You forgot to mention constrained delegation too. In Windows I can give an account ONLY the rights it needs to do something above a standard user. UNIX / Linux has the really insecure kludge of having to run SUDO - a tool which MUST execute as UID 0 / root to do a similar thing. So you always have to run SUDO code as root first to then drop down to a lower level - very bad design.

      2. Joe Montana

        Re: Don't forget the design

        The problem is that a complex permissions system means that many people don't know how to use it, and most of those that do can't be bothered to do so.

        For most use cases the standard unix permissions are not only more than adequate, they are also easy to understand and easy to manage. There's a reason that very few people enable the more advanced ACLs.

      3. Jamie Jones Silver badge
        Happy

        Re: Don't forget the design

        >>"The point is that the way unix (and unix like) systems are designed means that bugs are generally more contained, and therefore typically less destructive.

        Windows 'all or nothing' design means that a whole system can be rooted by a malformed PDF, JPG or MP3 etc."

        Everyone else has pointed out to you that you can run Windows without a GUI since 2008, so I'll cover the error about thinking GNU/Linux is more secure by design. Like your ignorance about GUIs on Windows, it appears your knowledge here also dates from pre-vista.

        Yes, I admit I didn't know that, but as has been pointed out already, that option produces a reduced interface, it doesn't remove the whole GUI system. Also, how do you do remote administration in that environment? Do you still have to remote desktop/vnc etc. ?

        Windows vs. UNIX permissions

        Windows ACLs are substantially more powerful than standard GNU/Linux permissions. They're also more capable than the ACLs that you can install on GNU/Linux but which no-one does. If your immediate reaction is to disagree, please read the link above to a previous discussion.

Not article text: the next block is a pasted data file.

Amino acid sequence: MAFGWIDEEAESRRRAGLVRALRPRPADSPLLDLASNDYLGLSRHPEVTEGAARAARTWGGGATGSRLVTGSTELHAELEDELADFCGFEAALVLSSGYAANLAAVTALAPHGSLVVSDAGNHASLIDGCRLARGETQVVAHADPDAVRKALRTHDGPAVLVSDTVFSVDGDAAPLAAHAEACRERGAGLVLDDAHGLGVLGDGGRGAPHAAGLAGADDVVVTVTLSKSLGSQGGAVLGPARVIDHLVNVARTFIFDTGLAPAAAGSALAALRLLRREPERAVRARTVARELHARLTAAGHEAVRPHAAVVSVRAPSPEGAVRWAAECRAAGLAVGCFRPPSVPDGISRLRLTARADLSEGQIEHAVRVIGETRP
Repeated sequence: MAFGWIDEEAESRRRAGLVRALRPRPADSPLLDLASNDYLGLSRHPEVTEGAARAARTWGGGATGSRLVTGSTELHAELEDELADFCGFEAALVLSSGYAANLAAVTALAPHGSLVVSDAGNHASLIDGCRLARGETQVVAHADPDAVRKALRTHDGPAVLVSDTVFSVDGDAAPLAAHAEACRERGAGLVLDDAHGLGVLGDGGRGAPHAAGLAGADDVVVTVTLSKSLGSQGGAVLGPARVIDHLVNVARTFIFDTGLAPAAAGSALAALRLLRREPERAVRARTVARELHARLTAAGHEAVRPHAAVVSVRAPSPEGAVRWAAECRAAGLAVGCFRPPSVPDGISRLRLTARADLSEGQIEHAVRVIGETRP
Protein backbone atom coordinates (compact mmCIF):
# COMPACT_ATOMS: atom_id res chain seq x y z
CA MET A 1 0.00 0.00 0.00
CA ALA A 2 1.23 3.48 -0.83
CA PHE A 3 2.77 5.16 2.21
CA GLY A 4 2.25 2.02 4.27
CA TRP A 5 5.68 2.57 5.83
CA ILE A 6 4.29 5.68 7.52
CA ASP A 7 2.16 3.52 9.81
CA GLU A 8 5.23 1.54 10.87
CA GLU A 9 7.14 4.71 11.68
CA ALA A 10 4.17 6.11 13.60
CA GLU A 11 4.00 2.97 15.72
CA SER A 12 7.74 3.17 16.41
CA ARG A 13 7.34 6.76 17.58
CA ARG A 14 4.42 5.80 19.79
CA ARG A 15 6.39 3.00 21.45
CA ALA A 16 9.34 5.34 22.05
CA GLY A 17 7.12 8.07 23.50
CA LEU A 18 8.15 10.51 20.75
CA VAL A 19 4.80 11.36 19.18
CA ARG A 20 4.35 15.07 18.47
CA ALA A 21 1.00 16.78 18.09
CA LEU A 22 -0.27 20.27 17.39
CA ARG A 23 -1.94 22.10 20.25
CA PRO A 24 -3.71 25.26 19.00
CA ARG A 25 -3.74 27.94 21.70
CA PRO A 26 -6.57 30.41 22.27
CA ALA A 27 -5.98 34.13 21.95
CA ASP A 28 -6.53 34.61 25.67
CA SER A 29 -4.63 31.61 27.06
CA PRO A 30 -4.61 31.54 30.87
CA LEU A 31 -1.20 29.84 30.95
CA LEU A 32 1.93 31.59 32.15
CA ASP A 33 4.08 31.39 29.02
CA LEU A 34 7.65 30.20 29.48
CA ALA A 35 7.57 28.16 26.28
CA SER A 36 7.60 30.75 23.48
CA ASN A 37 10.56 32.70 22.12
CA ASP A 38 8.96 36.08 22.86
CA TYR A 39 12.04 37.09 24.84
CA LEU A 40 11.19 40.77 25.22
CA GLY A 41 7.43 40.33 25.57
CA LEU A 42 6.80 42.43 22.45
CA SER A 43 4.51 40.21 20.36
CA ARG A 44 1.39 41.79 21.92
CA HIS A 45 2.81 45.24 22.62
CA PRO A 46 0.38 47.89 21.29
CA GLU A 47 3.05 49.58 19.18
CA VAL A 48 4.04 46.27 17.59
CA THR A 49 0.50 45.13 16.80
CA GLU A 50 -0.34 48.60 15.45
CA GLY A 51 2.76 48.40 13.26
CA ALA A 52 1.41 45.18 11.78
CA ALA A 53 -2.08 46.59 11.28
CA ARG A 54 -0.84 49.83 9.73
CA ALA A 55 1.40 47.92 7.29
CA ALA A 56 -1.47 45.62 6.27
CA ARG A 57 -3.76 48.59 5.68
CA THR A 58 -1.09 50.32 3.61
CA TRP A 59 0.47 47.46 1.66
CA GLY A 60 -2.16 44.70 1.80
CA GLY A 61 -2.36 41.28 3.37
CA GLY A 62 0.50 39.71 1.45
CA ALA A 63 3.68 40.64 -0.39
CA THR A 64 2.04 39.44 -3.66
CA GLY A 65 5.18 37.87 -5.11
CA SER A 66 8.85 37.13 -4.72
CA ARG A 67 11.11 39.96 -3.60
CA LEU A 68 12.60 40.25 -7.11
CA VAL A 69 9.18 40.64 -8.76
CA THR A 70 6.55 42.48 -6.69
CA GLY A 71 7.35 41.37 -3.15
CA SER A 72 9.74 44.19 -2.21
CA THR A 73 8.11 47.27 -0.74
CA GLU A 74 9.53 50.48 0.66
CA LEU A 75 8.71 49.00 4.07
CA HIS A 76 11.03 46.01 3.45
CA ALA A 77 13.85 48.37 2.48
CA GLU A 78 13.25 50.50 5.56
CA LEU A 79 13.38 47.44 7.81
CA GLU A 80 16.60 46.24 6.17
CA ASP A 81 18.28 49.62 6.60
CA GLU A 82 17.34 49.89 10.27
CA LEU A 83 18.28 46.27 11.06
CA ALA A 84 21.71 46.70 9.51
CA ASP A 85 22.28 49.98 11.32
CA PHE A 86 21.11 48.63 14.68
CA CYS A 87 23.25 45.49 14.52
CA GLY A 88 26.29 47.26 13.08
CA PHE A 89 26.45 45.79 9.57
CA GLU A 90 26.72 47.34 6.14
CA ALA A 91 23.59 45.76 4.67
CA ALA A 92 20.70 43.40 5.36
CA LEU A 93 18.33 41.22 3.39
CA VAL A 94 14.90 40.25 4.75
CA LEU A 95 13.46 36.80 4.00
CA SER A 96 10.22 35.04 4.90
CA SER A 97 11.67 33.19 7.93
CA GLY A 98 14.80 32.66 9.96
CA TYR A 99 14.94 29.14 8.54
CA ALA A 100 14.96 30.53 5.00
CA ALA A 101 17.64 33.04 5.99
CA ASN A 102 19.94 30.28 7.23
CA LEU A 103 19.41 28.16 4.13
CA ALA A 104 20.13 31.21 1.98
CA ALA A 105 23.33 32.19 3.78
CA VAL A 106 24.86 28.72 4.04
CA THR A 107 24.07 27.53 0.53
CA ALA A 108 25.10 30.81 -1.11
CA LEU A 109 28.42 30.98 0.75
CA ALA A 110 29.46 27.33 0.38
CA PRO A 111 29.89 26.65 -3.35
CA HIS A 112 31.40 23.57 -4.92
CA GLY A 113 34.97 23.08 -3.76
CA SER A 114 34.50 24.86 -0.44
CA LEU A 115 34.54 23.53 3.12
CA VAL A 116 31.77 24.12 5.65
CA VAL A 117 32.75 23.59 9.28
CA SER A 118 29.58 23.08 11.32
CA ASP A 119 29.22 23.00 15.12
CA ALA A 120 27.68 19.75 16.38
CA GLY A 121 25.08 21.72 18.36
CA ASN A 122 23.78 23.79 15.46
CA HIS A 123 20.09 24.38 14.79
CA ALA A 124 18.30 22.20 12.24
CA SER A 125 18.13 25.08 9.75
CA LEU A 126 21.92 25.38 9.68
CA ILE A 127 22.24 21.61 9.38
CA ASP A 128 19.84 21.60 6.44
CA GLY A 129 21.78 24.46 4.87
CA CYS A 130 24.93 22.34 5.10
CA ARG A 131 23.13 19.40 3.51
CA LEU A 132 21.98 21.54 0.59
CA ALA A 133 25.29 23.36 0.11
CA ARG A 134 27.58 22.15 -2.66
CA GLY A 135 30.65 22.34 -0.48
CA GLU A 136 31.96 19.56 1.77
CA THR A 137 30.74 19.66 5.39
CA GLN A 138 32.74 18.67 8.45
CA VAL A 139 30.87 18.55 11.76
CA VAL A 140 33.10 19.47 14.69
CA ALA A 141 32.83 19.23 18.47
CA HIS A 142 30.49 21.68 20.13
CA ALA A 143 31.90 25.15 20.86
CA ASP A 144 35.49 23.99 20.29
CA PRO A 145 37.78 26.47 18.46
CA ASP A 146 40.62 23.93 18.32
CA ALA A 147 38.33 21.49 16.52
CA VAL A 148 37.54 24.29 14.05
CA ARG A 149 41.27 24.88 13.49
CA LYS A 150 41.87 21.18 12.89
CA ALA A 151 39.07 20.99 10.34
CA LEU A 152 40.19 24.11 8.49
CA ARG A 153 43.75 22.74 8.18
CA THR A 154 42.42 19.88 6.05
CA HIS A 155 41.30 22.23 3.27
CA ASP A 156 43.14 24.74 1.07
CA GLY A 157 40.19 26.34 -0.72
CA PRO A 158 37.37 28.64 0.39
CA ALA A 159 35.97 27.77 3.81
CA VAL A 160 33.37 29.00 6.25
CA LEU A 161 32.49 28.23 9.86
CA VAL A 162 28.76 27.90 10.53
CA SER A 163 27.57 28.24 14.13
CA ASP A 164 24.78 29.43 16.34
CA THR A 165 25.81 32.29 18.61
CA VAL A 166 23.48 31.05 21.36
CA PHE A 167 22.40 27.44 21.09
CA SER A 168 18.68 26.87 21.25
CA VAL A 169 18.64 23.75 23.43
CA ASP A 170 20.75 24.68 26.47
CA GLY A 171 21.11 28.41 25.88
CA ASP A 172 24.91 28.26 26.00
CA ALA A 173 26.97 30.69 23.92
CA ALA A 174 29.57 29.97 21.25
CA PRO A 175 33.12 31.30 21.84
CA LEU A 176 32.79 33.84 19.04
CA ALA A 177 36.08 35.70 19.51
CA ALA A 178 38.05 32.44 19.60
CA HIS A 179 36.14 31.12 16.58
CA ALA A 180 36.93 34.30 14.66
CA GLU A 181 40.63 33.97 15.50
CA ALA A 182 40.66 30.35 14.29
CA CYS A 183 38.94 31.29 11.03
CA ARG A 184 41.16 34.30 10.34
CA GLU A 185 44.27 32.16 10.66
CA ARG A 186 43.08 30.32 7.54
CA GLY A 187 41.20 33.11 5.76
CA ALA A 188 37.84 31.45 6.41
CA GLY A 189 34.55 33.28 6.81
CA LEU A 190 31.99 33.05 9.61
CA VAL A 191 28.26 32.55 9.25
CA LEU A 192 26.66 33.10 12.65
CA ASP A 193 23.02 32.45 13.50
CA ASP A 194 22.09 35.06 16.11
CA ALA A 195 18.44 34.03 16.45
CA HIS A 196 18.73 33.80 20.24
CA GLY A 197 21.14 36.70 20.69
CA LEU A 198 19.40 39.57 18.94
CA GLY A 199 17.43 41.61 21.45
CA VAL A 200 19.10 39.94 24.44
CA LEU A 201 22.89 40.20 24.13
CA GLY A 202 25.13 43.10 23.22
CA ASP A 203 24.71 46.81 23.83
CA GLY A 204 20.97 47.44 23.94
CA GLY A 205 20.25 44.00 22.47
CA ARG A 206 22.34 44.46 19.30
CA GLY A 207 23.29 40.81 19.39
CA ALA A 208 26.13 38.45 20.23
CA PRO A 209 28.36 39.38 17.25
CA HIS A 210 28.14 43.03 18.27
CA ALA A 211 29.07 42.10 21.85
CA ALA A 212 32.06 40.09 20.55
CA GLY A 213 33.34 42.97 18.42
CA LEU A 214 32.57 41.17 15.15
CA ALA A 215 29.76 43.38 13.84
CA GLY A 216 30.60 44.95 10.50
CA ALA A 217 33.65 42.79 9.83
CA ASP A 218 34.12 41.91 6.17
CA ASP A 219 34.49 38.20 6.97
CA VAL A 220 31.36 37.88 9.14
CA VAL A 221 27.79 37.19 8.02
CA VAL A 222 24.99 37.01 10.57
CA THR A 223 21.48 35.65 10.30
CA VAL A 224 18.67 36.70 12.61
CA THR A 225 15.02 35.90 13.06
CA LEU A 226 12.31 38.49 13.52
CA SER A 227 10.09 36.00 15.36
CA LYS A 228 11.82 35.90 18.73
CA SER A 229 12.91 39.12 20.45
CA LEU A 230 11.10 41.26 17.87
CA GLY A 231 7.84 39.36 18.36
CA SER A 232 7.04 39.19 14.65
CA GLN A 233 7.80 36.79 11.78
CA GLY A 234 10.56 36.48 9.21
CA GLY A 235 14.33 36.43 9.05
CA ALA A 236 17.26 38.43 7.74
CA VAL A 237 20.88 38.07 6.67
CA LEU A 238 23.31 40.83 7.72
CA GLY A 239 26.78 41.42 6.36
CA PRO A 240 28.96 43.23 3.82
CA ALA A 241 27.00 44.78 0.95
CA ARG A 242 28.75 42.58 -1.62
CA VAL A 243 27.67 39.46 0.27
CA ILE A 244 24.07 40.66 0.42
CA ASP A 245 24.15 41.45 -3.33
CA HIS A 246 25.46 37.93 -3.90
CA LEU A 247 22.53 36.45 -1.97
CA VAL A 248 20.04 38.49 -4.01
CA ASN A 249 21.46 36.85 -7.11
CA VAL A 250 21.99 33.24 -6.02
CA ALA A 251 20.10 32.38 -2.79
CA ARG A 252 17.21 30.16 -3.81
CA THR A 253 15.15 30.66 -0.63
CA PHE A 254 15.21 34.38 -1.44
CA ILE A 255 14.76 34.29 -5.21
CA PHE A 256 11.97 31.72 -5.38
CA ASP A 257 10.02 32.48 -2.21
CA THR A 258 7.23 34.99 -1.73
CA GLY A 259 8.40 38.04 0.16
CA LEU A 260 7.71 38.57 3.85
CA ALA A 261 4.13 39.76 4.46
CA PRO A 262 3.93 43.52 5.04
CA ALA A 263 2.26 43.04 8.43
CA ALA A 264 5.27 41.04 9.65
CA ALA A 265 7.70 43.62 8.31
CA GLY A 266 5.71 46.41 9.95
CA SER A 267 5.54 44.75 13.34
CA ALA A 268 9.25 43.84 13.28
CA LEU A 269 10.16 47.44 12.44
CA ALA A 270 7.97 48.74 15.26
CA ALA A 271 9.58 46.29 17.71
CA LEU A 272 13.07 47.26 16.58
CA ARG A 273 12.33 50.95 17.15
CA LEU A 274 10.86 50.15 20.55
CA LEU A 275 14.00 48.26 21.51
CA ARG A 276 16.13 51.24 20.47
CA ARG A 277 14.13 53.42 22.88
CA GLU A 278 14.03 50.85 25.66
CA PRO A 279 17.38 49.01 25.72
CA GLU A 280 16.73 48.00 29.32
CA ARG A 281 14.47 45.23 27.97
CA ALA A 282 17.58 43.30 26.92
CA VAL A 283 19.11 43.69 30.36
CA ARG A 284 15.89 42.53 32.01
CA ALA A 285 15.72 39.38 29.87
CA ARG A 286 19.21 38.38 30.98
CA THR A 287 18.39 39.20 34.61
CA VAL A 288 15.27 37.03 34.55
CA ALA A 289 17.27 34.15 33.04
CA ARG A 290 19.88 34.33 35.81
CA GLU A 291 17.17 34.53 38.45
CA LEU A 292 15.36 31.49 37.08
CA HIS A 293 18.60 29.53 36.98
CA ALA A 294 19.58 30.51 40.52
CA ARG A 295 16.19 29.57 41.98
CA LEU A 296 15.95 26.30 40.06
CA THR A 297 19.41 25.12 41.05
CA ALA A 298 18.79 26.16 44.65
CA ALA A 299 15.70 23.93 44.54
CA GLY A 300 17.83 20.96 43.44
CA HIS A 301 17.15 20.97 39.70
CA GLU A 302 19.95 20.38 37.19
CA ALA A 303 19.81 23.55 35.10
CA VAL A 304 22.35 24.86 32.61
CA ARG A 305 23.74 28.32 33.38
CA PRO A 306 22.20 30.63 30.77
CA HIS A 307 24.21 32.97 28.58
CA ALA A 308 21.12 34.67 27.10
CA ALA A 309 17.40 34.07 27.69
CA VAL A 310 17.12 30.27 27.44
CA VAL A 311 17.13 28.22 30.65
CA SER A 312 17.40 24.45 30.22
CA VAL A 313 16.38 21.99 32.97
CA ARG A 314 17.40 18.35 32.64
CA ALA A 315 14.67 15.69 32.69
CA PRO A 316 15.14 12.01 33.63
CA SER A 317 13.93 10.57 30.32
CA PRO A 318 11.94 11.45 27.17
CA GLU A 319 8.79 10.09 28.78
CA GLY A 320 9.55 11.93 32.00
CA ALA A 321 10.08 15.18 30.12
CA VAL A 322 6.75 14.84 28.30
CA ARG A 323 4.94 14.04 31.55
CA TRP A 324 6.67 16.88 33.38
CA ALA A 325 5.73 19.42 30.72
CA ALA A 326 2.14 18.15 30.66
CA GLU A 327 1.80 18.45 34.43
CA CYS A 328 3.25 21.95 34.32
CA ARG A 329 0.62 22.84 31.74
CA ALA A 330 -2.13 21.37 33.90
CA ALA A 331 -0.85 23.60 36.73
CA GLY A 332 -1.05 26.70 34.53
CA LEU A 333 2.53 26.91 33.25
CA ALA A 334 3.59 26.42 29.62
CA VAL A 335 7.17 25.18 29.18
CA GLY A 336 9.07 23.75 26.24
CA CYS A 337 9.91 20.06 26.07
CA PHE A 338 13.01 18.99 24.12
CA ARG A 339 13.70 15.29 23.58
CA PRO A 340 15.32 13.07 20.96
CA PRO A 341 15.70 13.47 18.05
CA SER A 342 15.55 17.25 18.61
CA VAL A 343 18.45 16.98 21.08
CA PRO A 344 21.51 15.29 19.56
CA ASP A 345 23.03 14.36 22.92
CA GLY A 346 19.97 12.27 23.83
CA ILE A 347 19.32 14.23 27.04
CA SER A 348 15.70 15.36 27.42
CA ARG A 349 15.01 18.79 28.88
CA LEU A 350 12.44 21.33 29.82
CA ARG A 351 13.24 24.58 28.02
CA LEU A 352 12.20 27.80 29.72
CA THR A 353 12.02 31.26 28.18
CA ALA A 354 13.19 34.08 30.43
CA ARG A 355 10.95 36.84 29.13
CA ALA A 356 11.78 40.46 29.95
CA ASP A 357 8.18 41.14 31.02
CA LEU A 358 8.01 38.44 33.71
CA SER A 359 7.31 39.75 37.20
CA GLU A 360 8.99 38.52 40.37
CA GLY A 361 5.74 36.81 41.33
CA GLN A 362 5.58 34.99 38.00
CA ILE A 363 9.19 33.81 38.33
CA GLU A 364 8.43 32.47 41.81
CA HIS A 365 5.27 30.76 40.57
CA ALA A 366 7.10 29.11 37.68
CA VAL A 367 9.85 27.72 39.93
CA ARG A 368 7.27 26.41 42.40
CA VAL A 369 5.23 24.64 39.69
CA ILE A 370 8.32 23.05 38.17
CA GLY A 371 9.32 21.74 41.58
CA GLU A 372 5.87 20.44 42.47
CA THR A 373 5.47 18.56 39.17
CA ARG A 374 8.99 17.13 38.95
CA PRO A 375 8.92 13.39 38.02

Firstly, coming from a VMS background, I agree that standard Unix permissions are not all that powerful. But do you want to compare that to win3.1? Just as relevant.

        Secondly, I don't use Linux. I haven't used Linux in over 15 years (apart from the Android tablets), but saying their ACL's are too complicated is as stupid as people saying that all Windows users do everything as Administrator, because the alternative is too complicated.

        Thirdly, the article was about bugs in things that already run with full privileges, so banging on about ACLs and file permissions is only vaguely related to the discussion in hand.

        But, whatever, the ACLs and capabilities sandbox, along with process 'jailing', on the systems I use are more than adequate.

        >>"An extension to that is that I run my servers with everything that is unused stripped from the kernel. I'll never need to use the USB ports, raid controllers, and there is no bluetooth or wi-fi etc."

        Yeah, I used to do the same on my home computers. Please do not tell me you are running a professional service on custom-hacked around installs and are out of the distros official packages and updates. What if you leave and your replacement hooks up a SCSI drive or sticks in a USB device and you've removed the modules? What if some kernel update comes down and you don't have the time to start recompiling everything (or do you compile on another machine and copy over binaries?) This cannot be a production machine - please! If I found one of my sysadmins had been manually fiddling around with the kernel of one of our CentOS boxes, I would roast them alive.

        I'm pleased you know your limits. Too many people go out of their depth in these matters, and cause more problems.